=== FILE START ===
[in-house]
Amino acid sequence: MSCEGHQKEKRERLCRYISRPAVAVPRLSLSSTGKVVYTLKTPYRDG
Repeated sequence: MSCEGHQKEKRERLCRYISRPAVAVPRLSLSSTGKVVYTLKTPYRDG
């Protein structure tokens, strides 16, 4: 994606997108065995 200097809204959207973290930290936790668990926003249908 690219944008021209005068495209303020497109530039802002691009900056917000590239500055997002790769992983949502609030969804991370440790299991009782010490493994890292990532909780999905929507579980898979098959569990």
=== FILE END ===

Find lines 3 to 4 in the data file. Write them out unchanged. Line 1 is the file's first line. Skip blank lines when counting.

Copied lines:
Repeated sequence: MSCEGHQKEKRERLCRYISRPAVAVPRLSLSSTGKVVYTLKTPYRDG
């Protein structure tokens, strides 16, 4: 994606997108065995 200097809204959207973290930290936790668990926003249908 690219944008021209005068495209303020497109530039802002691009900056917000590239500055997002790769992983949502609030969804991370440790299991009782010490493994890292990532909780999905929507579980898979098959569990």